3. FlatulenceIt's normal to pass wind every now and again, but flatulence goes far beyond this. Passing excessive amounts of wind can be both uncomfortable and embarrassing.
- Swallowing too much air. You won't necessarily be aware of it, but swallowing more air than usual can contribute to flatulence.
- Eating foods that aren't easily digested. Some carbohydrates are difficult for the body to easily digest. Problem foods can include apples, beans, broccoli, cabbage, cauliflower, prunes and Brussel sprouts.
- Digestive problems like IBS. Flatulence can be one of the symptoms of IBS, so this can be the culprit if you have some of the other IBS symptoms.
SolutionsFlatulence isn't generally considered to be a cause for concern unless it's accompanied by symptoms like on-going abdominal pain and bloating, chronic diarrhea and/or constipation, weight loss and blood in the stools. These can be indications of a more serious bowel problem so it's a good idea to see a doctor in this situation.
4. Heavy and painful periodsHow do you know when to define your periods as "heavy"? If you're soaking through one or more sanitary pads or tampons every hour for a few hours in a row, you fall into this bracket. Passing large blood clots isn't uncommon.
Heavy periods are often very uncomfortable too. "Having painful periods (or dysmenorrhoea, as it's medically known) is a common problem, especially in younger women," says Philip Weeks, who is an expert in natural medicine, a master herbalist and traditional acupuncturist. "Mild discomfort is normal, but around 1 in 10 woman experience significant enough pain to prevent normal day to day functioning."
CausesSome of the causes of heavy periods can include:
- Endometriosis. Endometriosis occurs when the lining of the womb attaches itself to other areas like the pelvis. Diagnosis takes the form of a laparoscopy in which a camera is dispatched to examine the pelvic area.
- Uterine fibroids. Although they are not cancerous, these growths occur in the womb and can cause pelvic pain as well as heavy periods. A physical examination usually highlights their presence but an ultrasound can offer more detail and shape, size and location.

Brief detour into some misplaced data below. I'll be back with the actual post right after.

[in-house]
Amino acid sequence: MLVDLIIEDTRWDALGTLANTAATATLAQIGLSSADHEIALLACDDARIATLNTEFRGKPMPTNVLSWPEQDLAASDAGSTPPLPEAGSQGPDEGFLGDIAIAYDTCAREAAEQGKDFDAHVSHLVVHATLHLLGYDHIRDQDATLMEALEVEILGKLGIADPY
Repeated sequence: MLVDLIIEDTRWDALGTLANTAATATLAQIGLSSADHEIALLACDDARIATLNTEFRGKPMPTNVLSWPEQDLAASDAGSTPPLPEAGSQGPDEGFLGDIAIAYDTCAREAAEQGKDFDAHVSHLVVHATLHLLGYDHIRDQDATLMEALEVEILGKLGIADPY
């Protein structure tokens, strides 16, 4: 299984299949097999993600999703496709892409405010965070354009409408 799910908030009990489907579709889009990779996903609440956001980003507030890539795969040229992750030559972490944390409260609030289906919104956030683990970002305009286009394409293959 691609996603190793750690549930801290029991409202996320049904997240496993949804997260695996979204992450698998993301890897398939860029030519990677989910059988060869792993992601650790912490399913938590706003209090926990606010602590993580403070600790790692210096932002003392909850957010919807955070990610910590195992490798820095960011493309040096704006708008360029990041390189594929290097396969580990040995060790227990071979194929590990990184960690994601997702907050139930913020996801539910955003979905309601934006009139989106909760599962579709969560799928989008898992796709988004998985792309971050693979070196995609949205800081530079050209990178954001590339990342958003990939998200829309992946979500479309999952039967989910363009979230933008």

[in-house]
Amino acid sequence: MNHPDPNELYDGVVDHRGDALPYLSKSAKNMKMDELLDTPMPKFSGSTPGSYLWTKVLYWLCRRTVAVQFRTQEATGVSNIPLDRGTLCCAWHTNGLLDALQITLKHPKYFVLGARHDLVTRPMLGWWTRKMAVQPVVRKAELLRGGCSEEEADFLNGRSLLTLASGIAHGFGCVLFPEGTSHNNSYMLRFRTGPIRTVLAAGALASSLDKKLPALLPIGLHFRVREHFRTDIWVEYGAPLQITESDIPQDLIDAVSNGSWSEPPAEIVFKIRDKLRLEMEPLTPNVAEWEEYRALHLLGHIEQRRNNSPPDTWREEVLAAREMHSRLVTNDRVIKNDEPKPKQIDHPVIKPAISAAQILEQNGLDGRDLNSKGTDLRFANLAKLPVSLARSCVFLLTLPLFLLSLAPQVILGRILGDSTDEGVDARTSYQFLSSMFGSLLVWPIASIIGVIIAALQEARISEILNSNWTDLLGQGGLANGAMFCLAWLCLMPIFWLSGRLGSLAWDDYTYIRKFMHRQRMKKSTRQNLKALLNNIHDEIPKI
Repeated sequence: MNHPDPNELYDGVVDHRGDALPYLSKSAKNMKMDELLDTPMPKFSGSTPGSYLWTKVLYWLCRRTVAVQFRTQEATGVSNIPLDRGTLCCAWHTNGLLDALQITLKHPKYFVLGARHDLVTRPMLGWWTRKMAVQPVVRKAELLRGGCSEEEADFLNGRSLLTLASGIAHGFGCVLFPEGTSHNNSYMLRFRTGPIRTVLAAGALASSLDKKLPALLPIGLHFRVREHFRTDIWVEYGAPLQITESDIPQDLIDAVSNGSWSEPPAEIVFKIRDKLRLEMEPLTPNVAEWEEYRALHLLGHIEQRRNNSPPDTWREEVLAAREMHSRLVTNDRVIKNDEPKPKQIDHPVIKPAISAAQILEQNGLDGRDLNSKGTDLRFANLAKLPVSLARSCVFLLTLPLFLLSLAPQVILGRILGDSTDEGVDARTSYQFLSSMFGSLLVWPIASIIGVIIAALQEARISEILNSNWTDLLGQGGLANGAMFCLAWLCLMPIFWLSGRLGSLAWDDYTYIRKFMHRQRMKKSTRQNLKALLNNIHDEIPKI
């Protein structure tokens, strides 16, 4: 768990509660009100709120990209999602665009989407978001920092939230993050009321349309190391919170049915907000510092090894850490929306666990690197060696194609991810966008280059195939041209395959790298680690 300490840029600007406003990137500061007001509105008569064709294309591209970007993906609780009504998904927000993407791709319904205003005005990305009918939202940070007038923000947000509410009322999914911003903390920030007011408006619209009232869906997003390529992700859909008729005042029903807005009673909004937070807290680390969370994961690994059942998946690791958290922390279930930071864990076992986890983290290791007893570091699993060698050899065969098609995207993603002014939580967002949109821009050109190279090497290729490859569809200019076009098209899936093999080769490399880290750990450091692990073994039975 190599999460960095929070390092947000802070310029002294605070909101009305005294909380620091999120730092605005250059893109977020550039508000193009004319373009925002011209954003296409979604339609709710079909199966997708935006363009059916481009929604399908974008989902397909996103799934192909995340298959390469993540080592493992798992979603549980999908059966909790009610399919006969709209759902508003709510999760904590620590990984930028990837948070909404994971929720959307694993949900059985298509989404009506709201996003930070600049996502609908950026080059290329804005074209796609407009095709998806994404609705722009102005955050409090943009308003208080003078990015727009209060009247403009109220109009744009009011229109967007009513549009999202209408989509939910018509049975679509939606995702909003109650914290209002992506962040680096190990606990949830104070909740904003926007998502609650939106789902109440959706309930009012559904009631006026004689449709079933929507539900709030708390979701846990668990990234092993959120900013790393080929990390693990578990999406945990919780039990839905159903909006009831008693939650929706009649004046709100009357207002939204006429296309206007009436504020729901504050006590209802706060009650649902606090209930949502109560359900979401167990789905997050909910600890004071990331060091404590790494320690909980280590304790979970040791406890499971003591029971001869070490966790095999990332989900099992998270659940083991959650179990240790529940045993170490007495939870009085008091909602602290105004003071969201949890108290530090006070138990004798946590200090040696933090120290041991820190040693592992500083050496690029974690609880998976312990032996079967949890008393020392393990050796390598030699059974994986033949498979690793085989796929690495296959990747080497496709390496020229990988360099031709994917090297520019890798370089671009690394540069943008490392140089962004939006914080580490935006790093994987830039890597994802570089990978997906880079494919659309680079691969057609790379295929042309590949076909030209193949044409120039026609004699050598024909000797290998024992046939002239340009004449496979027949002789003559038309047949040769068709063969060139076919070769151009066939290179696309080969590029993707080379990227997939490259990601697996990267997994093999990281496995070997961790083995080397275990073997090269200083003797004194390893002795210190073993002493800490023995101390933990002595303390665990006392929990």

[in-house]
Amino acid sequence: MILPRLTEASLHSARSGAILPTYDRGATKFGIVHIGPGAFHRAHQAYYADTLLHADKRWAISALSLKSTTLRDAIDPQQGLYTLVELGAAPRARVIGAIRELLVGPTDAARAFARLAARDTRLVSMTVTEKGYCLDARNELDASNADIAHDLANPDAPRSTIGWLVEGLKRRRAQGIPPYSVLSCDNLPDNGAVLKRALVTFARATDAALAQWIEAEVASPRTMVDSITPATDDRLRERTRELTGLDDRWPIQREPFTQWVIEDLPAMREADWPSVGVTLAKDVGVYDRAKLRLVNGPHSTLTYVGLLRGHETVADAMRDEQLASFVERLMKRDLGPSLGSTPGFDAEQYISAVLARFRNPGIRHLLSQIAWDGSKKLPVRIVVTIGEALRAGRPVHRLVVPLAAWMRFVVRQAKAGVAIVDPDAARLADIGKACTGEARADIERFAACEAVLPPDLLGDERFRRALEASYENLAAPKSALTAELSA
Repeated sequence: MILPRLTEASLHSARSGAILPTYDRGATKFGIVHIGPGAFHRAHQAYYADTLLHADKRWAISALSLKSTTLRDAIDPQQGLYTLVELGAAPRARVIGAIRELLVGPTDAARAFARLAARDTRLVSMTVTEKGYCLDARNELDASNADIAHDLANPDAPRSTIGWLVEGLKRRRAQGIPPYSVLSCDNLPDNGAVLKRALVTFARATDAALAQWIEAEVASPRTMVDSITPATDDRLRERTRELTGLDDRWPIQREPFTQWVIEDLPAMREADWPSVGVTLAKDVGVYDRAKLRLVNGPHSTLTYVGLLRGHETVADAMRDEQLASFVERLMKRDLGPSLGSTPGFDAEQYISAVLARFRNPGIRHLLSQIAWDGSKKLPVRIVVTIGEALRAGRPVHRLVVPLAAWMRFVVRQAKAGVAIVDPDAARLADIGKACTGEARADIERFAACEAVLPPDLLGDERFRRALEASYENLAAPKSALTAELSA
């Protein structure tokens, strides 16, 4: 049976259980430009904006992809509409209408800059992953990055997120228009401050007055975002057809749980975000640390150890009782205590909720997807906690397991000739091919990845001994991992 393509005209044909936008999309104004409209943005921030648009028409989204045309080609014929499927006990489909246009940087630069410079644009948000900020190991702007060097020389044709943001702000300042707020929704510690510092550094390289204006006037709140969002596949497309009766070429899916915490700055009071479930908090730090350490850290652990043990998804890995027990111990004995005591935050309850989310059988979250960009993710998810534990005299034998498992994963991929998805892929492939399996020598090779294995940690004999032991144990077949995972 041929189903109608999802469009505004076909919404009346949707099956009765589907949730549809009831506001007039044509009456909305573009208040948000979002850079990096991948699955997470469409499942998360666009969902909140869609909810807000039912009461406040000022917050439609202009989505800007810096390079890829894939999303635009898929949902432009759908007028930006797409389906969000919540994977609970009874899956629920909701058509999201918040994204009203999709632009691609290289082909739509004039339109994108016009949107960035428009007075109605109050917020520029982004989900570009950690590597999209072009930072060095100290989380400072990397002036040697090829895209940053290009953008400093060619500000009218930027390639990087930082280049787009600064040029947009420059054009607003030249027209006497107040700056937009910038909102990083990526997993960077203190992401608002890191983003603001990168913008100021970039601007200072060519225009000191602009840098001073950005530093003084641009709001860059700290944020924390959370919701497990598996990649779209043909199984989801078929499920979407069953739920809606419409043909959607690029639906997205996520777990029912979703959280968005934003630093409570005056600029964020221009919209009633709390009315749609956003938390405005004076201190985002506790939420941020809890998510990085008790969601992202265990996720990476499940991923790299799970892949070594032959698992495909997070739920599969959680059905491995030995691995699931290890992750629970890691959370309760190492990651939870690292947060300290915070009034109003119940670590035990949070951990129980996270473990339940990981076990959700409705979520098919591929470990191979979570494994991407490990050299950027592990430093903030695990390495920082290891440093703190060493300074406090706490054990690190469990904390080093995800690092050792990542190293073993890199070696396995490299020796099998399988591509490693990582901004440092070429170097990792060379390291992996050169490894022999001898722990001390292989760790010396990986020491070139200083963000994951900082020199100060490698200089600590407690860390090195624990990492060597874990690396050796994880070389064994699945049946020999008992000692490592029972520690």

- Being fitted with an IUD device. Using an IUD contraceptive device can make your periods heavier and more painful, especially in the early months.
- Pelvic Inflammatory Disease. This chronic infection affects the pelvic area and can encourage heavy, painful periods. Other symptoms can include pelvic pain, fever and "spotting" (mild bleeding) after sex and between periods but these won't always be present. It can be treated with antibiotics.
- Polycystic Ovary Syndrome (PCOS). Literally meaning “many cysts”, this condition is characterized by multiple benign cysts on the ovaries. Sufferers tend to experience highly irregular menstrual cycles, including periods that range from heavy and frequent to light and almost non-existent. Acne and excessive hair growth are other common symptoms of PCOS.
- Hypothyroidism. An underactive thyroid can also evoke symptoms of fatigue, constipation and sensitivity to cold. It can be linked to iron deficiency anemia, which is another potential cause of heavy periods.
- No obvious cause. For many women, there won't be a medical or hormonal factor at cause. "Severe pain can be caused by a number of conditions such as endometriosis and pelvic inflammatory disease -- often this is the case when periods become more and more painful the older you get," says Weeks. "However, the vast majority of woman who have regular pain have nothing medically wrong, with medical tests coming back clear."
- Medication. If there's no obvious medical reason for your heavy periods, this is the most likely form of treatment. Depending on the type of medication that's prescribed, your periods may become lighter or stop altogether. One option is the combined oral contraceptive pill (which contains the hormones estrogen and progestogen but you could also be prescribed oral progestogen by itself.
- Natural solutions. Weeks recommends a range of natural remedies to relieve painful periods. Essential fatty acids (think avocado, pumpkin seeds, walnuts and flaxseed oil) can be key. "Essential fatty acids help the production of prostaglandins in your body," he explains. "They relate directly to the levels of pain, muscle contractions, inflammation and blood clotting." Increasing your intake of vitamin B6 through bananas, beans and spinach can help, which Weeks suggests can be beneficial in breaking down excess estrogen. Magnesium is another option. "Magnesium has a major role in preventing menstrual cramping, and some women find that a regular intake can relieve the majority of their symptoms," advises Weeks. Ginger can increase blood flow to the pelvis, which Weeks suggests can also relieve cramping.
- Surgery. If there is an underlying medical factor behind your heavy periods, surgery may be carried out. Options can include endometrial ablation (destroying the lining of the womb), myomectomy (for minimizing and removing uterine fibroids) and hysterectomy (removing the womb, and sometimes the Fallopian tube, cervix and ovaries too).
- Iron supplements. Many women with heavy periods develop iron deficiency anemia due to the above average blood loss and this is more common if you don't get enough iron in your diet to replace what's being lost.